Local students thank veterans with flowers and songs
By Denise Coffey - Staff Writer
Killingly - posted Mon., Nov. 12, 2012
James Lemoine was one of more than 35 veterans who attended a veterans’ appreciation program at Killingly Central School on Nov. 9. The Vietnam veteran joined with veterans from World War II to the present, as 463 KCS students and staff members saluted the contributions and the sacrifices they made in service to the country.
Some came dressed in uniforms. Some came straight from work. Lemoine wore a purple t-shirt, representing the Purple Heart he received for his role in the Battle for Hill 875 in Kontum Province in November 1967. Memories of the fighting still haunt him. “November's a bad month for me,” Lemoine said. “We lost almost 400 men in four days.”
What eased his mind that Friday was a gymnasium full of children, the choral reading they gave, the songs they sang, and the handmade poppies they presented to each vet. “When I look at these kids, I think of them as heroes,” Lemoine said.
Music teacher Allegra Plantier coordinated the event. Plantier traces her patriotism to her grandfather, an Army veteran. “Thirty years after his discharge, he put on that uniform for Memorial and Veterans Day,” she said. “There's never a bad time to say thank you to a vet.”
The students spent an hour doing just that. From Plantier's opening remarks, to the presentations made in the form of poems, letters, flowers and banners, the kids said, “thank you,” over and over again. They rehearsed for days. They learned about the history of Veterans Day and the meaning behind the red poppies. They drew flags and made banners. And when they sang, “You are Our Heroes,” to the gathered veterans, there were more than a few teary eyes in the crowd.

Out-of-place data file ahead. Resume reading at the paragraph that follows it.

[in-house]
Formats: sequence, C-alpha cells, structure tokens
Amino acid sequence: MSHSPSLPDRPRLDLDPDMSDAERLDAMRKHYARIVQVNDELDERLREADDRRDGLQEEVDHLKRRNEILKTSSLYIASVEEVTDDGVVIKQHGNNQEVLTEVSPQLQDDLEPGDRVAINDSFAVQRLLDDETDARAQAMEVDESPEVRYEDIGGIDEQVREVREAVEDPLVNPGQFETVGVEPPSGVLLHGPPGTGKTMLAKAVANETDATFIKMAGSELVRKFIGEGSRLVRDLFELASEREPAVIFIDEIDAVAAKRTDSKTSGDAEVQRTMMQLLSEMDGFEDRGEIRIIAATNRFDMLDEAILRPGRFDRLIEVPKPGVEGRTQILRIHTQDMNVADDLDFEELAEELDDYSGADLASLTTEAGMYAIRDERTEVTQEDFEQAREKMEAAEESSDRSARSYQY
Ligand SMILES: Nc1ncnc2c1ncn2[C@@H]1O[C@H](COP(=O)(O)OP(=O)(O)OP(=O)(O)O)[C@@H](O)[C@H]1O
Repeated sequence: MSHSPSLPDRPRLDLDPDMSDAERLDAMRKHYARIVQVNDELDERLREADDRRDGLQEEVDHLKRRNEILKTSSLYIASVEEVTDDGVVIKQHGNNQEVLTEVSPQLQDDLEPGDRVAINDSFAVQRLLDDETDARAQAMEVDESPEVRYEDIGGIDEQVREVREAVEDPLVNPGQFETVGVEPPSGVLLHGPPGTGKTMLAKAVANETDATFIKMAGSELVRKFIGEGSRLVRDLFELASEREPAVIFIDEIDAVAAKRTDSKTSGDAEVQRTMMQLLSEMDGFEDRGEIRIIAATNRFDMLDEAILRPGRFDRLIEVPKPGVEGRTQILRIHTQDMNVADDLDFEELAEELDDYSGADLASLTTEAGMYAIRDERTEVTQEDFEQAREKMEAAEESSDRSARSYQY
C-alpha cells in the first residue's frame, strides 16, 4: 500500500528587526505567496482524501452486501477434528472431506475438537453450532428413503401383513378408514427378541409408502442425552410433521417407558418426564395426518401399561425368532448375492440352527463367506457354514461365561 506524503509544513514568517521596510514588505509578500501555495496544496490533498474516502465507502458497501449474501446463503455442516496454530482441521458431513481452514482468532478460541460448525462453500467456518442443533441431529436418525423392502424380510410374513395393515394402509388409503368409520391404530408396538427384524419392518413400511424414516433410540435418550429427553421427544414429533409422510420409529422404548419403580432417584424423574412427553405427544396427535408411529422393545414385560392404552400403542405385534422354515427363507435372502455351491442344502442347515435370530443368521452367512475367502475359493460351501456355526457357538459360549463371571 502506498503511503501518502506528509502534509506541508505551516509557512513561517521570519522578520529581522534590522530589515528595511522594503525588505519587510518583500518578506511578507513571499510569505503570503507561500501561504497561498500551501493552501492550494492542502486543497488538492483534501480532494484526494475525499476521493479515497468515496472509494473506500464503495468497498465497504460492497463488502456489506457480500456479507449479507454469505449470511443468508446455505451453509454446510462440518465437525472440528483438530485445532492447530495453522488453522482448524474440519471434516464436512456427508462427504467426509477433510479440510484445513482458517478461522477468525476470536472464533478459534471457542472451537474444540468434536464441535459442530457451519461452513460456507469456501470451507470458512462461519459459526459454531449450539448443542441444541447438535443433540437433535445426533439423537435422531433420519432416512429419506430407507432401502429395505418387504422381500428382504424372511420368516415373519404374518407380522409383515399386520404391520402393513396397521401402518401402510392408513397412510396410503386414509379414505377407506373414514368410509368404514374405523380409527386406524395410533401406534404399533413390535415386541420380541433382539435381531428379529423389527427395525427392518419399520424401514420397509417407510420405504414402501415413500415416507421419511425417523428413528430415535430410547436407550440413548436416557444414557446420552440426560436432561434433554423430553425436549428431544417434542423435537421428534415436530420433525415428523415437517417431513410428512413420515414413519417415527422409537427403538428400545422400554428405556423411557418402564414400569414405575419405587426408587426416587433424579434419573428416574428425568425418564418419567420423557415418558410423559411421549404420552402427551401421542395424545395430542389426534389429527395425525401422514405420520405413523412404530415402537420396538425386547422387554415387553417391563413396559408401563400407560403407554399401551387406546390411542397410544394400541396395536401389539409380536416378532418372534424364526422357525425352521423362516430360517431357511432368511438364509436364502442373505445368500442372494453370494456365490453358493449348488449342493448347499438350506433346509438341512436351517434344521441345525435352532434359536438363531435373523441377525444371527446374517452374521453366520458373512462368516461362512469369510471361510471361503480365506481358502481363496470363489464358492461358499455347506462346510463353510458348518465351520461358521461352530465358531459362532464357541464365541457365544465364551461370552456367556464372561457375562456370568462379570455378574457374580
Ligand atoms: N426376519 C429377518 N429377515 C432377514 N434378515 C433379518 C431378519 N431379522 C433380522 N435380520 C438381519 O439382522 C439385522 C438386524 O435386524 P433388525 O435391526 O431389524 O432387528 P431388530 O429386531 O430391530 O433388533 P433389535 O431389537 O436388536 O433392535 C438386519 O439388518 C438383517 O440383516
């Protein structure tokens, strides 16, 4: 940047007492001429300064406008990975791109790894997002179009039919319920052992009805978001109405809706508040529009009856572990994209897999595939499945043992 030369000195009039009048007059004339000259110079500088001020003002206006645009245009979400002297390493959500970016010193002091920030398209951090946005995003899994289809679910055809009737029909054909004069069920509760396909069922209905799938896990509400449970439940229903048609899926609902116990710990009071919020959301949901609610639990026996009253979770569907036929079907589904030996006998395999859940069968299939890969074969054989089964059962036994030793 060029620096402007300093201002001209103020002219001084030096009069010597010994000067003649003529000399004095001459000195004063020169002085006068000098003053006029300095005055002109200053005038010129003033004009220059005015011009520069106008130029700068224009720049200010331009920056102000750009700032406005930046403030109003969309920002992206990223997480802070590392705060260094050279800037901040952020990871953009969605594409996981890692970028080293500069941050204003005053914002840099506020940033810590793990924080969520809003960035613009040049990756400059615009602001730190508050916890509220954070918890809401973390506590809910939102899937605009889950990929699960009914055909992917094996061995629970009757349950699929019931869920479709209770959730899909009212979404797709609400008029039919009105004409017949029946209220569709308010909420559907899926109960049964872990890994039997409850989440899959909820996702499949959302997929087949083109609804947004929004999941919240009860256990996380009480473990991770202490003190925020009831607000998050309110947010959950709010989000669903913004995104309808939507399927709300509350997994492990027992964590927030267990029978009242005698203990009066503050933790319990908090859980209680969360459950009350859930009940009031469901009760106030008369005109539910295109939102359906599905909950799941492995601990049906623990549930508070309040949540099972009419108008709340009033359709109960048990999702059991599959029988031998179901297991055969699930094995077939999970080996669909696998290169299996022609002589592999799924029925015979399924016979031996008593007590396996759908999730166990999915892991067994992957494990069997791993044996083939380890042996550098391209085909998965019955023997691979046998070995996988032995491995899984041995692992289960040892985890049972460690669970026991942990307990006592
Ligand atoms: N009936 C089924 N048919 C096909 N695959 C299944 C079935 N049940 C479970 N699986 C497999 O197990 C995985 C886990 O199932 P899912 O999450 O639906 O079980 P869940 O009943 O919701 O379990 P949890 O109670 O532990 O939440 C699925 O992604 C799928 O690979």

Marine Cpl. Rito Soriano received an invitation to the program from his goddaughter, Cheyenne Hart. The reservist from Chicopee, Mass., served in Iraq in 2007 and 2008 and in Afghanistan in 2010. “It's good to be appreciated,” he said.
World War II veteran Ernest Salva was invited by his great granddaughter, Jadyn. The chaplain for VFW Posts 1529 and 1523 said, “I just want them to know we were here to serve so they can live in a free country.”
“I'm thankful for the people still out there,” said Marine Corps veteran Brian Weaver. Weaver's son, Logan, had invited him to the assembly. Logan, dressed in camouflage pants and shirt, with canteen and flashlight, presented poppies to his father, and to his grandfather, Tom Weaver.
The event kicked off the school's holiday letter-writing campaign to veterans. So far Plantier has the names of 15 service men and women. Students will write letters and they will be sent with care packages of items such as toothpaste, gum and sundry items. “We send a whole package,” she said. “They can distribute extras to someone who might need a pick-me-up.” This year students will also write letters to hospitalized veterans.